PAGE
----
Wednesday, February 01, 2006

Wild Orchard

David Orchard would like to remind everyone that he is still relevant:

Stephen Harper's Conservatives are not to be trusted, says David Orchard, the Saskatchewan farmer who insists he was betrayed by Harper and Tory MP Peter MacKay when Canada's two right-wing parties merged in 2003.

Orchard, a one-time candidate to lead the now-defunct Progressive Conservative party, lashed out at the newly elected government Tuesday as a judge finally put an end to his longstanding feud with the Conservative Party of Canada over campaign donations.

The judge ruled that Orchard cannot seek further litigation regarding donations against the party as part of a settlement that returns to him nearly $70,000 in funds raised during his leadership bid.

Orchard said the federal Conservatives are in no position to talk about ethics since MacKay reneged on his promise that he would not merge the Canadian Alliance party with the PCs in 2003.

He said the Tories had no authority to criticize the outgoing Liberals of corruption and deal-breaking during the federal election campaign.

"They were the ones that were campaigning across the country. . . pointing the finger at the other side saying, 'There's corruption on the other side and they're not trustworthy, they break their deals,' " Orchard said outside court.

"Mr. MacKay blatantly broke a written agreement with me, and the party seized $70,000 of my funds, and so I'm saying they're in no position to be lecturing the rest of the political spectrum in Canada about ethics."

We've seen how pathetic some politicians get when they keep seeking office well past their prime and trying to get public attention for their eccentric pet projects. Paul Hellyer is perhaps the most obvious example, Heward Grafftey and Sinclair Stevens somewhat less so.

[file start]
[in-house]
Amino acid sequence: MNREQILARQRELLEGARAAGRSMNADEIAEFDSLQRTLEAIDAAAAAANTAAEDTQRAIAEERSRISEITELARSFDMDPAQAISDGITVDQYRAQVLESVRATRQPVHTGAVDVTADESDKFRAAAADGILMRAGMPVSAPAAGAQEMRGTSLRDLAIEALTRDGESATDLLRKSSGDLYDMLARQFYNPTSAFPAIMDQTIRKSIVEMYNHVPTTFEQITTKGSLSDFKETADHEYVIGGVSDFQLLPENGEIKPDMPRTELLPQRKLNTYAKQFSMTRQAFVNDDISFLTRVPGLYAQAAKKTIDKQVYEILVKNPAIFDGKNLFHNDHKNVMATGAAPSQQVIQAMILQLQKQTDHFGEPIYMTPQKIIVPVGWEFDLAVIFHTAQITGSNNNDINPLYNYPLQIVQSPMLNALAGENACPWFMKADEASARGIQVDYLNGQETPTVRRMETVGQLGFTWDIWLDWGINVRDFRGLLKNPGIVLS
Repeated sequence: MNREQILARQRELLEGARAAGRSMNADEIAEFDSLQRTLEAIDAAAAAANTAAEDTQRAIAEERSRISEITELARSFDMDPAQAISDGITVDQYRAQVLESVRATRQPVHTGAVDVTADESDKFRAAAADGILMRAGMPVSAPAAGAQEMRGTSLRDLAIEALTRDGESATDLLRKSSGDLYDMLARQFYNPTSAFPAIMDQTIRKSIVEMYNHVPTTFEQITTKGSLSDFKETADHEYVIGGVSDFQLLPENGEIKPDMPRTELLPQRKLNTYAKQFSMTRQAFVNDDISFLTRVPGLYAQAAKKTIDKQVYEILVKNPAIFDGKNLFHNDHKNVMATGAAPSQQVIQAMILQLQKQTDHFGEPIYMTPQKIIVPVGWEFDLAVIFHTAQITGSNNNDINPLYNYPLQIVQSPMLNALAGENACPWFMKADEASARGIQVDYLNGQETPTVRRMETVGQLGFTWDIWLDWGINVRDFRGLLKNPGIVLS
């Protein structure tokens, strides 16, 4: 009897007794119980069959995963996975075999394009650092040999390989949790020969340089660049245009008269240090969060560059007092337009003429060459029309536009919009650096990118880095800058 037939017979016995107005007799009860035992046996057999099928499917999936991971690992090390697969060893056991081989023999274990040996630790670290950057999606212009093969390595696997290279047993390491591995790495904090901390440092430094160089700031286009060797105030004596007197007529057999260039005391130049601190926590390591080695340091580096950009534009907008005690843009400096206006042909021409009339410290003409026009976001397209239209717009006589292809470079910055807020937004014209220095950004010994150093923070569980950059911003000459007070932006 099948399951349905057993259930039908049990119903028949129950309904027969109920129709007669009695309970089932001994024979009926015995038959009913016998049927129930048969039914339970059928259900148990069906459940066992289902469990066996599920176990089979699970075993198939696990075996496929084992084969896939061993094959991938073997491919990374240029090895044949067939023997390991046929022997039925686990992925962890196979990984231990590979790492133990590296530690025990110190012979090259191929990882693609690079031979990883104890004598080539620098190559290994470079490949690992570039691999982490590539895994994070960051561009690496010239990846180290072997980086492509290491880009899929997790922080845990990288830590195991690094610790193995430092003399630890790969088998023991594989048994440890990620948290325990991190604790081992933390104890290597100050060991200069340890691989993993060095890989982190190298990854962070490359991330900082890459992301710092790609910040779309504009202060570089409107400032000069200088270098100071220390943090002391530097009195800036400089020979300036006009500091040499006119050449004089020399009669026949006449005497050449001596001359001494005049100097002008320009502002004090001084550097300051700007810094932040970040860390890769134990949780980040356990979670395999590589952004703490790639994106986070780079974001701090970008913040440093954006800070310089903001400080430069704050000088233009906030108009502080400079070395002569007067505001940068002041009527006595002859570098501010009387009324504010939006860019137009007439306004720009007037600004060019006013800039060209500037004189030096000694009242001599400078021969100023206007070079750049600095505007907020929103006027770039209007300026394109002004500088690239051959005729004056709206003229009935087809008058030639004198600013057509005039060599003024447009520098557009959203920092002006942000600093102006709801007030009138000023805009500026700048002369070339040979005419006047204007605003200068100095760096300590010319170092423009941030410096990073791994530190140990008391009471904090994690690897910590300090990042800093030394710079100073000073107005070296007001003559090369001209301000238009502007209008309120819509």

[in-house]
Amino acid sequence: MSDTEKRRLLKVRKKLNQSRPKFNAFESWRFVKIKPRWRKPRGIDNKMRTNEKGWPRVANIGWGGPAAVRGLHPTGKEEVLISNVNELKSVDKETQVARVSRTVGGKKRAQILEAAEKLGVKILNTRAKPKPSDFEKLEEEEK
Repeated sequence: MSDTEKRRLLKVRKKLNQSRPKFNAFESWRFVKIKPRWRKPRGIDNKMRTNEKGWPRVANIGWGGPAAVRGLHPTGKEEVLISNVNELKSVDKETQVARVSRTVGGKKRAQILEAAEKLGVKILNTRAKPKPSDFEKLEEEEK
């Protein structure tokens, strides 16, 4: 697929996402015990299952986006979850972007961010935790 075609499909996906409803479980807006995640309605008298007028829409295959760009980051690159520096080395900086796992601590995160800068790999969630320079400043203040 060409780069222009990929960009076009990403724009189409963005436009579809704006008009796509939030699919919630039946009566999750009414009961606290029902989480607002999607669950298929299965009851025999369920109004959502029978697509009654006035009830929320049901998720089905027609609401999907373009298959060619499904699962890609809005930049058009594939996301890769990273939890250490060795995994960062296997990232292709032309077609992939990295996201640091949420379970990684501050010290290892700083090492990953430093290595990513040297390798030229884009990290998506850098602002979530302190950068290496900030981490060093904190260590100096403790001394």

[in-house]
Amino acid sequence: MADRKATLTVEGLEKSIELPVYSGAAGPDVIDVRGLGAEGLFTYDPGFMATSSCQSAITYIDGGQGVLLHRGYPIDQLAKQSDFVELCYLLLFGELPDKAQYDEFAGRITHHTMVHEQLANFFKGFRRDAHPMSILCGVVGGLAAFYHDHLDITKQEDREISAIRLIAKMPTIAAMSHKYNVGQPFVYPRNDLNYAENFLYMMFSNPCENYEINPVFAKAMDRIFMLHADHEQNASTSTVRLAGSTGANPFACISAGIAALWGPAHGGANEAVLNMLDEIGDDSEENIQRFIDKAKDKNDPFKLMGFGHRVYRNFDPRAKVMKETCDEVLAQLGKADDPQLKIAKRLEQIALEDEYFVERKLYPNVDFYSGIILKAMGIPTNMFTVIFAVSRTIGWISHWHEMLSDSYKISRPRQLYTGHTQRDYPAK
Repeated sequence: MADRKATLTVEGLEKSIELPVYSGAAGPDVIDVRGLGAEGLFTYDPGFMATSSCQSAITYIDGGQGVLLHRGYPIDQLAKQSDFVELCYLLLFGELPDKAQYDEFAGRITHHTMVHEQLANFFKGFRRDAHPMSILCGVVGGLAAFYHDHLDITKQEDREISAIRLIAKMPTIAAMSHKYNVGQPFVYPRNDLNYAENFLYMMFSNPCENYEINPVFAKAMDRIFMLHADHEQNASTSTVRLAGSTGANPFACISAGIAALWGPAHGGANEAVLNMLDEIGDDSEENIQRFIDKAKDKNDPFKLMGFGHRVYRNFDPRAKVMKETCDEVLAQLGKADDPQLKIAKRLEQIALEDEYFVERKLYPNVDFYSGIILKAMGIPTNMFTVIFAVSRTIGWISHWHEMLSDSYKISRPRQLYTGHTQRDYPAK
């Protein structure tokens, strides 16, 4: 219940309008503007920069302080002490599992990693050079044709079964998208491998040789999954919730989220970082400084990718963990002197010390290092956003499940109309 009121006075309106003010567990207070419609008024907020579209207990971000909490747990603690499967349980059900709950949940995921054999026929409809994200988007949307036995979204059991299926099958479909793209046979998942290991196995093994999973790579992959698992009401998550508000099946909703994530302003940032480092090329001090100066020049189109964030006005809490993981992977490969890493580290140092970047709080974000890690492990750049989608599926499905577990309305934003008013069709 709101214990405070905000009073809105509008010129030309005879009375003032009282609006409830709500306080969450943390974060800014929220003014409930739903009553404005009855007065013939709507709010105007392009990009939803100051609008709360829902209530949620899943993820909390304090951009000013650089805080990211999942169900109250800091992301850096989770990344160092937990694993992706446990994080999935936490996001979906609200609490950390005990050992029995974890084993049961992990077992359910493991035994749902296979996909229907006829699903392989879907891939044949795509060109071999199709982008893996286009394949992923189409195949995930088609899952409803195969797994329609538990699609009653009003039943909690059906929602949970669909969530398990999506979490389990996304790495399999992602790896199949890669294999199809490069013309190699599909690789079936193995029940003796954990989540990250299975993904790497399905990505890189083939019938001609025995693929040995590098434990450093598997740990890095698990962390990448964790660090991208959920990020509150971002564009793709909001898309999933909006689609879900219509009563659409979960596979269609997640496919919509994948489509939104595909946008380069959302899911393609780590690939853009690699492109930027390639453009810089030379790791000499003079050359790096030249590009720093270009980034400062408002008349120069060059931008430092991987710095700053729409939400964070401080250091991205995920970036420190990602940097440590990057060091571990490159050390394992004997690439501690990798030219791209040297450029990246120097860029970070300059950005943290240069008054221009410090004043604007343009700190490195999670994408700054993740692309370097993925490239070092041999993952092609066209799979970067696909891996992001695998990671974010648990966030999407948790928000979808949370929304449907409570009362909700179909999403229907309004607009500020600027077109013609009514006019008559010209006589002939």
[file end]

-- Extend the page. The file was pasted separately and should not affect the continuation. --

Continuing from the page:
David Orchard's descent into fringe laughingstock status has been much quicker and shorter, since he was never really a serious political figure to begin with.

He'll still be ranting about the merger and his struggle to get back his $70,000 on his deathbed.

Source: Yahoo


Devon Rowcliffe said...

Hello! I'm a Green Party supporter, and I couldn't help but notice your post about Orchard.

I never could quite figure him out. He always seemed rather "left" in his beliefs - a red, if not pink, Tory.

Just what bound him with the rest of the PCs? The only "conservatism" I saw in him was some of the original traits of the earliest face of conservatvism - many of which have long been relegated by neo-conservatism.

A rather eccentric fellow, wasn't he? I couldn't help but think he was so close (yet so far) from making a real name for himself in Canadian politics. It's actually rather sad what he's become - but you can't help but agree that he was stabbed in the back by MacKay and the rest of the PCs.

Ah well!

-604 Plonker

TrustOnlyMulder said...

In my opinion, Orchard was the one who betrayed all Conservatives by not joining the voice of millions in calling for a merged right. Something this country needed more than anything. Peter McKay made a huge sacrifice knowing his decision that day would haunt him forever in his political career.

But to some, like me, it was a sacrifice that gave us such respect for him and what he gave up for his beliefs and his country.

It was beyond egos, and Mr. Orchard still does not understand that. His sour grapes now are a testament to his poor judgement of what Canadians wanted.

As for his career, he should run for the Liberal leadership. He would fit right in.

Les Mackenzie said...

David who? Of Course he's still relevant!